Degrees & Programs

Secondary Education

Help students get on track for academic and professional success. Students enter middle school with the foundations in place to take on more intensive studies in math, science, social sciences, writing, languages, and the arts. At the same time, their minds and bodies are changing rapidly, affecting the ways they absorb, process, and retain information.

We can prepare you for a position as a professional classroom teacher, supervising teacher, or department chairperson in middle schools, junior high schools, and high schools.

Overview

We can help you develop the knowledge and skills to effectively teach adolescents and early adolescents during this critical period in their emotional, intellectual, and biological development. The IU School of Education is ranked #12 in Secondary Teacher Education by U.S. News & World Report.

Our faculty are leading researchers in issues related to secondary education, including adolescent psychology and human development. We also place a strong emphasis on developing expert subject level knowledge and practical classroom experience.

We encourage all secondary education students to consider joining our Community of Teachers seminar. This community of undergraduate and graduate education students explores common issues in a seminar setting. As a participant, you'll also work with an experienced mentor teacher for additional field experiences.

Degrees

The School of Education offers the following degrees in secondary education:

M.S.Ed. in Secondary Education (General Track)

Practicing middle school and high school teachers can build their skills and knowledge to take on supervisory and leadership roles. If you are transitioning to teaching from another field, you can earn certification through the General Education track of the M.S. in Secondary Education. You may also pursue this degree if you have recently completed your bachelor’s degree.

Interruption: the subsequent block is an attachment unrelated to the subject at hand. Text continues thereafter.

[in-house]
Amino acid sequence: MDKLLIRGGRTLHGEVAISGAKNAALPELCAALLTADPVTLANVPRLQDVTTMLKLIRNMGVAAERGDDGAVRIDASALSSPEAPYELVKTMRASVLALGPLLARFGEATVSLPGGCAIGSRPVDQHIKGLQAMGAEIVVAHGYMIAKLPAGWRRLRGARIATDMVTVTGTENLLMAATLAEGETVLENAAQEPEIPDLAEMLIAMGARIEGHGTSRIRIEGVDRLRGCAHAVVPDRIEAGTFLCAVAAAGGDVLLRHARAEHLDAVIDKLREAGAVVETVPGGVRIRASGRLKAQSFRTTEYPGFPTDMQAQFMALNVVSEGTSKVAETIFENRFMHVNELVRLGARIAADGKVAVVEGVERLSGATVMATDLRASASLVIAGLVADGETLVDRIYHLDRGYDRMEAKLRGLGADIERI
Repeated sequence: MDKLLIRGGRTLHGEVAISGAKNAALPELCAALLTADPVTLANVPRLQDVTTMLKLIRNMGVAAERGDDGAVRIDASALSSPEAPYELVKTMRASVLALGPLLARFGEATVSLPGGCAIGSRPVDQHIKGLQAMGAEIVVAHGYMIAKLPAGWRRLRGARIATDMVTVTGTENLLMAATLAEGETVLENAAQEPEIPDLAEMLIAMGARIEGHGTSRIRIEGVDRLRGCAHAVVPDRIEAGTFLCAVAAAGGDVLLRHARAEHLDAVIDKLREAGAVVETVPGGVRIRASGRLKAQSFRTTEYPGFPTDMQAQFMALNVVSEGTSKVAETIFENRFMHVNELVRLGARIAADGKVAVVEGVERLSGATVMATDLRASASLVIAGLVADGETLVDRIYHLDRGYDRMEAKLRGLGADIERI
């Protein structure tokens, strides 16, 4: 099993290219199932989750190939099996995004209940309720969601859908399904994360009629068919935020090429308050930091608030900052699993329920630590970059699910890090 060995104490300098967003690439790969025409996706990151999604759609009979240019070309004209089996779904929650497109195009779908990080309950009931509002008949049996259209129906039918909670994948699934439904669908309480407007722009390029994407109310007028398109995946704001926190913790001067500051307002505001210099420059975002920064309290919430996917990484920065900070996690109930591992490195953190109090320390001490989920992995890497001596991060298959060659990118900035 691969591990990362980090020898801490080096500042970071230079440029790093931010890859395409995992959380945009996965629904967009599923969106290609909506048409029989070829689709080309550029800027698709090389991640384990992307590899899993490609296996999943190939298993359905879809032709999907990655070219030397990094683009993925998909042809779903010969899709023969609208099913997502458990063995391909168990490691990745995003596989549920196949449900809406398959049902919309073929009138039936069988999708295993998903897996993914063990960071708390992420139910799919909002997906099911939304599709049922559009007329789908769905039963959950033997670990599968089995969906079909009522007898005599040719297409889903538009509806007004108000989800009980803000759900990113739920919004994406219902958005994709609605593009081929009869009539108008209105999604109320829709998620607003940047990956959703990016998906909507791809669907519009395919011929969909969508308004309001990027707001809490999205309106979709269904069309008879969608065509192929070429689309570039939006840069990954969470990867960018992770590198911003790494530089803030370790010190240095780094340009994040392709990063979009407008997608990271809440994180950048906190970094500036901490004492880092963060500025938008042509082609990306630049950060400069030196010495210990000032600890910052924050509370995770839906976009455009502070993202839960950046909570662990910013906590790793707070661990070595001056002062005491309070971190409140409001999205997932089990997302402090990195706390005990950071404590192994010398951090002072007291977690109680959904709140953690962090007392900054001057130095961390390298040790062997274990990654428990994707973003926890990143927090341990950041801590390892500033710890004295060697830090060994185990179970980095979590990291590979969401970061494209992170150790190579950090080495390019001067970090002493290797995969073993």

This 36-credit hour program focuses on curriculum studies, adolescent development and psychology, and the theoretical foundations of education practice. It includes a practicum option depending on your future education and career focus. You may pursue the master’s degree after completing the graduate certification requirements and apply those graduate course credits to the master’s program. The program is offered on the Bloomington and Indianapolis campuses.

Degree Requirements

Course descriptions and complete degree requirements can be found in the IU School of Education Graduate Bulletin.

General Curriculum (3 cr.)

  • J500 Instruction in the Context of Curriculum

Specialized Studies (15 cr.)

Select course from inside or outside of the School of Education. Courses should have a unified focus and the approval of your advisor.

Foundational Areas & Inquiry Skills (3 cr. minimum)

Select at least one of the following courses:

  • P510 Psychology in Teaching
  • P516 Adolescent Development
  • P540 Learning and Cognition in Education
  • H504 History of American Education
  • H510 Foundations of Educational Inquiry
  • H520 Education and Social Issues
  • H525 Anthropology of Education
  • H530 Philosophy of Education
  • H538 Critical Thinking and Education
  • H540 Sociology of Education

Electives (9 cr.)

Select courses that complement your program from inside or outside the School of Education with the approval of your advisor.

Thesis or Practicum Option (6 cr.)